ZOMBIE OOMPAH KINDLING
The couple renting our house in the south west of France broke the rental contract with us early, after one lost her job locally and the other had to take on new work commitments in Paris. With rigorous project management, they had helped to improve the house interior in the few months while they were there, with all the rooms repainted, heating partially installed, new doors fitted, roof insulation laid, and several other improvements. I drove south-west through the snow, ice and sleet to make the arrangements around the tenants’ departure and for its rental from this spring onwards (please see www.lahune-mansonville.com for details). Rather improbably, I stumbled upon a truly excellent sushi restaurant on a freezing Sunday night in a shadowy corner of Brive-la-Gaillarde, where I ate like a Japanese emperor (and saked my thirst) for less than 20 euros. On the long haul back I got lost, as I nearly always do, in the zombie black hole around Montbéliard, the nightmare border town with the mentality of a high security prison and ringed by hectares of urban sprawl, and with neither compass nor centre nor signpost relating to any town beyond.
We spent the weekend on two long walks when Alli and I joined the Barneses and the Jarvises on a long “popular march” around Kapellen on the Saturday morning, and I went on a similar (but slower and longer) walk with Martin the next morning around and about our own village. The following day Gwen took the dogs for a walk in the woods late one afternoon and got lost just as the light was fading. I managed to find and pick them up shortly afterwards after boy-racing around the nether regions of the Hagenthal woods in the car, panicky thoughts of Little Red Riding Hood skittering across my beaten brow.
The Carnival came to Leymen earlier than to Basel, and I went into the village one Sunday afternoon to see the cavalcade. There were floats featuring local estate agents, dairy farmers and insurance companies, as well as local dignitaries in goose and pig costumes, shuffling oompah floats with slogans for a free Alsace, Charlie Hebdo, and a cheeky drinking song entitled Zwanzig centimeter, played continuously.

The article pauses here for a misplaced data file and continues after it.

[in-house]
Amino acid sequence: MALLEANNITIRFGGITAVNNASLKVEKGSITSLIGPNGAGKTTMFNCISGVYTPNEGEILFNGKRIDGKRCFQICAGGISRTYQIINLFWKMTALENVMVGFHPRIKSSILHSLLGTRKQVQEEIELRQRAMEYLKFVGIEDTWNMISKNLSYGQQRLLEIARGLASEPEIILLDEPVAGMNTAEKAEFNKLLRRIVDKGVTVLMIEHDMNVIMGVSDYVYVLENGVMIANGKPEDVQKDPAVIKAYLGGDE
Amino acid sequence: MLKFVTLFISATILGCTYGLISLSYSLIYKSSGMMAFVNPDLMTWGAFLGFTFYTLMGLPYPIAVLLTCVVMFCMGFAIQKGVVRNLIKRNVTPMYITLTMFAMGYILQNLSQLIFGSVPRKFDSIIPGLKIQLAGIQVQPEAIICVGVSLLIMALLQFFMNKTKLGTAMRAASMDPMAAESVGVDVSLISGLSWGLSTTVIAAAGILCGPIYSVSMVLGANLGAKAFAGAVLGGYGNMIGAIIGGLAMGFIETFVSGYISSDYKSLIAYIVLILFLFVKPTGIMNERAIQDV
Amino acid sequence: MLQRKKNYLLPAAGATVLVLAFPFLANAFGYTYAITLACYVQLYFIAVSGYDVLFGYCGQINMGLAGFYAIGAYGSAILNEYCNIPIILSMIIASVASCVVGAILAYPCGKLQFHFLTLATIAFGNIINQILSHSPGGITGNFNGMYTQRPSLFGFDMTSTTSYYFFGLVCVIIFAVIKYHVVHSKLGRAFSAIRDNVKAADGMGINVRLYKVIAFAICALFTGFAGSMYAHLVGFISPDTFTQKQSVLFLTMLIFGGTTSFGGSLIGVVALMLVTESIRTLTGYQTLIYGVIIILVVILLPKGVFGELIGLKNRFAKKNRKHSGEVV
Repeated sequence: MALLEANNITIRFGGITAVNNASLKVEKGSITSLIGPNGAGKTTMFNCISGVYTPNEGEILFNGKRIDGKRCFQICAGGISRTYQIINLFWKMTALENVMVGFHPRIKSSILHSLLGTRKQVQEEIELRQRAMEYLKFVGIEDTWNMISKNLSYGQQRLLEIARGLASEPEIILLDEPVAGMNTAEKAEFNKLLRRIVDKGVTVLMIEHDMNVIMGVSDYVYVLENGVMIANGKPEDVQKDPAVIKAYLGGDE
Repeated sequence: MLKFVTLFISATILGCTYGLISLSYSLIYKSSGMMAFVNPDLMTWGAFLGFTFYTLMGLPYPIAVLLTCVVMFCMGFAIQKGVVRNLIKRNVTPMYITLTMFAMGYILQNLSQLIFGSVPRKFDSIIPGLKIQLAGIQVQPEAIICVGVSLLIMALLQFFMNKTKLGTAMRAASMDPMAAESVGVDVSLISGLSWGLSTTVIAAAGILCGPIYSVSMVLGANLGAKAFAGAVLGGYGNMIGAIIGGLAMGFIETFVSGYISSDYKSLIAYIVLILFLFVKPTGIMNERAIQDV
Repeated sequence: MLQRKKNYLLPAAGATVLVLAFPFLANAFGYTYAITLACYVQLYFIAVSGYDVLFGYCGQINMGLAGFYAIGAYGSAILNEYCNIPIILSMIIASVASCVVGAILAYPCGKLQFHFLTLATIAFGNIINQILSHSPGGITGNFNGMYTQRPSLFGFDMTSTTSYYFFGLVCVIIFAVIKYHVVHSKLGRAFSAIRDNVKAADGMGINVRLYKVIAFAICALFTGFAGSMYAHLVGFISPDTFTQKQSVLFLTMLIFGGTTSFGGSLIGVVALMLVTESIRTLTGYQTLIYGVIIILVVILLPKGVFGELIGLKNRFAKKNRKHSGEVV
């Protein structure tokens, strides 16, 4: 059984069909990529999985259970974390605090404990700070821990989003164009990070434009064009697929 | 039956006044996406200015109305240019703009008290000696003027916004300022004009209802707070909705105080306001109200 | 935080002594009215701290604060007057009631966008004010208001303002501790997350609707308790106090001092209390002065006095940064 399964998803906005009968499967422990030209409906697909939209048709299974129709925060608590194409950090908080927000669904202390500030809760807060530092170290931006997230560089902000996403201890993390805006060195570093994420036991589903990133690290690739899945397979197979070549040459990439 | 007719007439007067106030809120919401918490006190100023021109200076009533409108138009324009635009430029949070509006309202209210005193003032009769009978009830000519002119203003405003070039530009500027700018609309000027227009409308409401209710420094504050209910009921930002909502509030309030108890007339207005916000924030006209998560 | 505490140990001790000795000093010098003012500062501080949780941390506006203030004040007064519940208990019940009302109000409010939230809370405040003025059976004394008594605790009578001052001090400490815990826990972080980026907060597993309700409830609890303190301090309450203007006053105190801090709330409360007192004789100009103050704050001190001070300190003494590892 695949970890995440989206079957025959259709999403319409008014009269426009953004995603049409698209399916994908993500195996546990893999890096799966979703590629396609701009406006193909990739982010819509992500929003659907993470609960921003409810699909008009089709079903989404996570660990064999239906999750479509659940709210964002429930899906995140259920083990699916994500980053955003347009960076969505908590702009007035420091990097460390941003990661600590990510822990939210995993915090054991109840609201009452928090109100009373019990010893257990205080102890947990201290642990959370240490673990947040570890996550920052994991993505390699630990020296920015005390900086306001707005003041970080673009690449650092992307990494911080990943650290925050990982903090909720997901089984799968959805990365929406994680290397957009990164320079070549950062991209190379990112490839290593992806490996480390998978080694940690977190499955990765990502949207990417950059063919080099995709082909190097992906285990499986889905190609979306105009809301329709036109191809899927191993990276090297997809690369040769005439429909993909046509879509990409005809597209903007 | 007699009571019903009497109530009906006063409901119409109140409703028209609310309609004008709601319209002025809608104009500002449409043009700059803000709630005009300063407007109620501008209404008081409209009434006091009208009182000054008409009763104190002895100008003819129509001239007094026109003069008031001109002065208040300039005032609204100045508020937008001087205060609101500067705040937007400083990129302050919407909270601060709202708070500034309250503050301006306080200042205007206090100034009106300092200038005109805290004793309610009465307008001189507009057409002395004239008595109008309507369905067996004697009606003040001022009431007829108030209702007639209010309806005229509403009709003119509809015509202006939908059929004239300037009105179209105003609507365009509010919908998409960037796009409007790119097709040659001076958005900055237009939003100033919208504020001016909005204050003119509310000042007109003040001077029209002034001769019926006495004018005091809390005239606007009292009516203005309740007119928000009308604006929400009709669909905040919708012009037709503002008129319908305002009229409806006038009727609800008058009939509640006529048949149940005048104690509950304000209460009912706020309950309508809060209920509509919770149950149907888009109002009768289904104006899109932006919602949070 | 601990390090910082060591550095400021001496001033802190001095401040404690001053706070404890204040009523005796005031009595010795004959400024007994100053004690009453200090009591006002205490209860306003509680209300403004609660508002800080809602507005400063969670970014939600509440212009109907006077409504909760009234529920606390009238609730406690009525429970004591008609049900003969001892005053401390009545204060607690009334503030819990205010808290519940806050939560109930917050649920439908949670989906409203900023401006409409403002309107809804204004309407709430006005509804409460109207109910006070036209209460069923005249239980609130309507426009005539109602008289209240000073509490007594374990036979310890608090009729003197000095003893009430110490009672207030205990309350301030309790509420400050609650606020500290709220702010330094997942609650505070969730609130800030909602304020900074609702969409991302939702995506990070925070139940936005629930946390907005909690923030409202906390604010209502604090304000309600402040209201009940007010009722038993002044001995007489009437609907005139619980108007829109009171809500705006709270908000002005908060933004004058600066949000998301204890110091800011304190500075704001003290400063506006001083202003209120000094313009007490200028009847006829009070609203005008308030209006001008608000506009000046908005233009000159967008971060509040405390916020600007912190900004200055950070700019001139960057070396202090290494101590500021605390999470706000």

Jessie and Ella have each been busy this month, with Ella getting and attending interviews for good public affairs jobs in London, and taking her driving test (not successfully this time, but she is confident about the re-take) and Jessie settling down to work, rest and play inDhaka, where she is furnishing her flat, and where the social life for expatriates looks magnificent. Alli and Gwen spent a week in Sussex so that Gwen could attend an interview at Varndean College in Brighton. She was delighted to be offered a conditional place at the interview, so she knows what she has to do in this last year at the International School in Basel. They left just before Basel’s Fasnacht started, and after thinking that I would go to Basel for some of the various spectacles, I stayed closeted and warm at home with the dogs and the wood-burning stove, opening the door to deliveries from all parts of the world and to workmen from all parts of the Sundgau to inspect our boiler, our bathroom radiator and ourfosse septique. The Jarvises of Hegenheim put on a memorable and hilarious Chinese feast to celebrate the Chinese New Year, and nearly persuaded me to go walking with them on the morrow, but I stood my ground and stayed indoors, surveying the frosty Wolfsloch from my writing desk and venturing out only for bracing walks with the dogs and to fetch more firewood and kindling.
Alli, Gwen and I decamped to Brussels for the last weekend of the month, staying with our friends Laurence and Claude in Rixensart, and saw the much awarded singer of the moment Sam Smith in concert at the Forest Nationale. We also caught up with gatherings of old friends from the area, took a wind-blown stroll around the Lac de Genval, and viewed the spectacular Grand-Place and diminutive Manneken Pis, neither of which Gwen had never seen. Despite the month-long respite in sunny New Zealand over Christmas, it still feels as if it’s been a long and cold winter, and we are looking forward to meeting the sun again. Hailstones were falling even as I wrote this sentence.
Yours hammering on the window,
Leymen Carnival February 2015
Lionel and Alli, Lasne, Belgium, February 2015 (photo: Laurence Deleenaire)